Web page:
The many and varied replies here have shown a fairly balanced discussion with both empathy and critique, including spelling out the basis for disagreement with this photographer’s approach and suggestions to rectify what is symptomatically wrong with documentaries aimed at “remote” societies. David's suggestion of what a conscientious photographer might choose as their subject should not go unnoticed by NG or any other establishment. Even the most critical replies offered constructive criticism, but did not receive the same courtesy of engagement in return. While we’re on the subject of the OAC and openness, that does not feel right to me.

As David and Paul note, this thread – like others on the OAC – shifted to a discussion of the potentially active role anthropology can or should play in the world in general. This is a heated subject within the discipline, let alone crossing over into other fields. When anthropologists ask non-anthropologists about anthropology, the response is full of weird and wonderful regurgitation gleaned from documentaries produced by NG and the like. Even while finding it superficial and cliché, we easily walked into the debate over the word “remote” by taking for granted what it has come to mean in the popular imagination (due in large part to documentary films). Anthropologists are hypersensitive to being handmaidens of exploitation for film or other purposes. Especially considering new and ongoing contributions to ethnographic film and visual anthropology as fields in their own right, we are all the more concerned to produce and portray quality material. It’s true that these issues belong to anthropology more than photography per se. Our own moral demons do not necessarily haunt others in equal measure.

While it is not the fault of photography, the issue came up in the context of anthropology and it should be possible to answer the question posed in this thread by dealing with these conceptual differences head-on. Where, then, do we find the common ground between popularized anthropology (via sources like NG) and morally acceptable, legitimate anthropology? Can they be one and the same? Nikos equally raises a good point: how can we make anthropology accessible if we cannot engage with those who process it into bite-sized McNuggets of mass TV appeal? How do we make anthropology relevant and marketable without watering it down with stereotype and romanticism? These may be questions for anthropologists rather than photographers, but I am not optimistic that anthropologists can affect change at NG or equivalents if the professional photographers mediating between corporations and the subject at hand (in this case, real people) are mere pawns in perpetuating the production and reproduction of stereotypical nonsense.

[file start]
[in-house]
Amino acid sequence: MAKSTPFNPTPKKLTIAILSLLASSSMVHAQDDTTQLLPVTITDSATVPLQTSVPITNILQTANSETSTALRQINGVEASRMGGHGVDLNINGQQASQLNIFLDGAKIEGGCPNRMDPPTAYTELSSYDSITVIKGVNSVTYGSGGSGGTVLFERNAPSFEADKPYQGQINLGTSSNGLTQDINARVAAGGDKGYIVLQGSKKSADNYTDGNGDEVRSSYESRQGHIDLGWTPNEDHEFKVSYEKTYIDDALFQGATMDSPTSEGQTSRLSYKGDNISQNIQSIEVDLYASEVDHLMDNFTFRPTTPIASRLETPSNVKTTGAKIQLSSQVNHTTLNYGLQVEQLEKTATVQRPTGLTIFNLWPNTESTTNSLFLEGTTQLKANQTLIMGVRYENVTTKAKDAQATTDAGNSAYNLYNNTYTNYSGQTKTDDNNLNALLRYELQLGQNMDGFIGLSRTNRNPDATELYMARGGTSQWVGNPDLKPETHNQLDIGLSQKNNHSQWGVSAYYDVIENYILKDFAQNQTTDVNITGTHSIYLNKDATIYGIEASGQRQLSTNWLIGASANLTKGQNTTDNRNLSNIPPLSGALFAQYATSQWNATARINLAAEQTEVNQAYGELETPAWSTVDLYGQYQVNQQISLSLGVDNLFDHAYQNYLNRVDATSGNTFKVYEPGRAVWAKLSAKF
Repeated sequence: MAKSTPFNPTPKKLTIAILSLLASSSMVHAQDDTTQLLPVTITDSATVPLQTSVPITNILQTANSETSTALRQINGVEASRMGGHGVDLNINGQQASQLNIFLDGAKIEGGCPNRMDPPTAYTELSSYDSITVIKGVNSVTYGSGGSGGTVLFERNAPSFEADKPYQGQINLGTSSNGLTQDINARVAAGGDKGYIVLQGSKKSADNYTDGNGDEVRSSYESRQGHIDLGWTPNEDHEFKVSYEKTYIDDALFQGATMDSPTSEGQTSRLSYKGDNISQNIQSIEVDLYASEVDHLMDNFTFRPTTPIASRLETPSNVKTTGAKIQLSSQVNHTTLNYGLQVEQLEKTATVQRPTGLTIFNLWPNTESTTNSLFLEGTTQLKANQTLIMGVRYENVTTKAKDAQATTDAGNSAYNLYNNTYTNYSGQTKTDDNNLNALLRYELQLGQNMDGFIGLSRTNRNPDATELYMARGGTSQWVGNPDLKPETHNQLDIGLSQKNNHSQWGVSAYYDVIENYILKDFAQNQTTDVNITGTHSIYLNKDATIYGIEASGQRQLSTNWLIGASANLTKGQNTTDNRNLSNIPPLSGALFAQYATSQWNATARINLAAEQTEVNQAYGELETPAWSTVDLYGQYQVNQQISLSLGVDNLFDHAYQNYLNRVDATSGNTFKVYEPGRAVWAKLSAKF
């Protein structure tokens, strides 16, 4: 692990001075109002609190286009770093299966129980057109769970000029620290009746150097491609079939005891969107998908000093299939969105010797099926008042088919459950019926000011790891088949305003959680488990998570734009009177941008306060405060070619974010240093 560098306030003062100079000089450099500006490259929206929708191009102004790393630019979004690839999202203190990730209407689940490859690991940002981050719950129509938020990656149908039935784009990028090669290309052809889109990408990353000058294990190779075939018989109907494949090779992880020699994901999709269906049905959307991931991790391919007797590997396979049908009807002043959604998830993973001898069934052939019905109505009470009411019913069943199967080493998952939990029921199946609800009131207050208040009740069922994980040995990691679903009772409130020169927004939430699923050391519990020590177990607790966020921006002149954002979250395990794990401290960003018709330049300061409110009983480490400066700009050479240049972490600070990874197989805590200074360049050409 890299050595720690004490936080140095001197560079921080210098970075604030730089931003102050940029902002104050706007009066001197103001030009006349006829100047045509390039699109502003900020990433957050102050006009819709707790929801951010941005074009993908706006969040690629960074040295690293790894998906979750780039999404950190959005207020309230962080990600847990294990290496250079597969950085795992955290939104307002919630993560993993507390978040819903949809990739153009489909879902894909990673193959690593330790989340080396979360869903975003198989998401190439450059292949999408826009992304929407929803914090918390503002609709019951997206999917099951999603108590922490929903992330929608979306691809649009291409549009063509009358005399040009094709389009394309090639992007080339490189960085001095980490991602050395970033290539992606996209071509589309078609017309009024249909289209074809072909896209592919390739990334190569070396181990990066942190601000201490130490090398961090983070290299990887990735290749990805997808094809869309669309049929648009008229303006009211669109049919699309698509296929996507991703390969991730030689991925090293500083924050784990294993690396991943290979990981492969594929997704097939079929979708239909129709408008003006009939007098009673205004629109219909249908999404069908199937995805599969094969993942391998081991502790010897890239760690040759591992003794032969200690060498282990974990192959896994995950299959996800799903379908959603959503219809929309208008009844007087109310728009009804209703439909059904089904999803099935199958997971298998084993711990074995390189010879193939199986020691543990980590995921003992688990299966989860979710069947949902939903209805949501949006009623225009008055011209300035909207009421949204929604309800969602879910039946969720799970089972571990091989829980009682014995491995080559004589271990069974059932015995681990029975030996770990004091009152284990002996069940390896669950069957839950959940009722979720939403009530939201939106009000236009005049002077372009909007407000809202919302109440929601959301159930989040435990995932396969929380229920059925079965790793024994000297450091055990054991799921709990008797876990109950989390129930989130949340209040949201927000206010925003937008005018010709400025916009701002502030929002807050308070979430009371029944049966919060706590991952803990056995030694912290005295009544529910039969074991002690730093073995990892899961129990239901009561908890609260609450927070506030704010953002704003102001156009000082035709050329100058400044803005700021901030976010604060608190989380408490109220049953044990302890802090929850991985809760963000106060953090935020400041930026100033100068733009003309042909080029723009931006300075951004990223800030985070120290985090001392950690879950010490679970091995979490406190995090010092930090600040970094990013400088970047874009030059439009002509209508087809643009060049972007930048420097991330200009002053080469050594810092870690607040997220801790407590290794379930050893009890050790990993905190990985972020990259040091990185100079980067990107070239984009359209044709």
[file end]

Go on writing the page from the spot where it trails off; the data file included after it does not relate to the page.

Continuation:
I also grew up watching TV documentaries about peoples around the world which cloaked them as somehow stranger than “we” are (“here we find the native in his natural habitat …”). Even then they were misinforming and capitalized on our universal fascination with otherness. I like to think that, today, the “average viewer”, bombarded as they are with reality TV, is capable of a level of skepticism we do not quite give them credit for. A growing tendency to prefer off-the-beaten-track holidays to canned “cultural” performances indicates that many travellers prefer portrayals of “other” people as human rather than caricature. National Geographic might find out of its own accord that not only are its methods ethically unsound or anthropologically void, but also outdated and irrelevant to those who can get a discount flight to a “remote destination” and check it out for themselves.